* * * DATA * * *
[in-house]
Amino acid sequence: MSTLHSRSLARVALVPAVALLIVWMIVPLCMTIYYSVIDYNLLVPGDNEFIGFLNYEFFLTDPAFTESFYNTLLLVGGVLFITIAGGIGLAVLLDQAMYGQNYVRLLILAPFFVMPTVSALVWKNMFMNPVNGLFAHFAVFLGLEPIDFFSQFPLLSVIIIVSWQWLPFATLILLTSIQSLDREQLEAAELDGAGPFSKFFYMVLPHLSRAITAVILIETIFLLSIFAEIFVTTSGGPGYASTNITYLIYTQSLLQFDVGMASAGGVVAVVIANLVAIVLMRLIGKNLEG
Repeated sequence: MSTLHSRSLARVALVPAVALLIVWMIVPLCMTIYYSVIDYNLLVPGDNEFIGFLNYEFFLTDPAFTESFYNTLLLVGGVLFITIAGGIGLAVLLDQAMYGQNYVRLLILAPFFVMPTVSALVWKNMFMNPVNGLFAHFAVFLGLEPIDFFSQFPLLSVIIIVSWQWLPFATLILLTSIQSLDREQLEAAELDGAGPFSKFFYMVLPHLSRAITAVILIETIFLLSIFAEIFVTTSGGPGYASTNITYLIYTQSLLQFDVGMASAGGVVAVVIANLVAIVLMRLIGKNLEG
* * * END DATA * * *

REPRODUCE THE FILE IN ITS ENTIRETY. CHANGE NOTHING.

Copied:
[in-house]
Amino acid sequence: MSTLHSRSLARVALVPAVALLIVWMIVPLCMTIYYSVIDYNLLVPGDNEFIGFLNYEFFLTDPAFTESFYNTLLLVGGVLFITIAGGIGLAVLLDQAMYGQNYVRLLILAPFFVMPTVSALVWKNMFMNPVNGLFAHFAVFLGLEPIDFFSQFPLLSVIIIVSWQWLPFATLILLTSIQSLDREQLEAAELDGAGPFSKFFYMVLPHLSRAITAVILIETIFLLSIFAEIFVTTSGGPGYASTNITYLIYTQSLLQFDVGMASAGGVVAVVIANLVAIVLMRLIGKNLEG
Repeated sequence: MSTLHSRSLARVALVPAVALLIVWMIVPLCMTIYYSVIDYNLLVPGDNEFIGFLNYEFFLTDPAFTESFYNTLLLVGGVLFITIAGGIGLAVLLDQAMYGQNYVRLLILAPFFVMPTVSALVWKNMFMNPVNGLFAHFAVFLGLEPIDFFSQFPLLSVIIIVSWQWLPFATLILLTSIQSLDREQLEAAELDGAGPFSKFFYMVLPHLSRAITAVILIETIFLLSIFAEIFVTTSGGPGYASTNITYLIYTQSLLQFDVGMASAGGVVAVVIANLVAIVLMRLIGKNLEG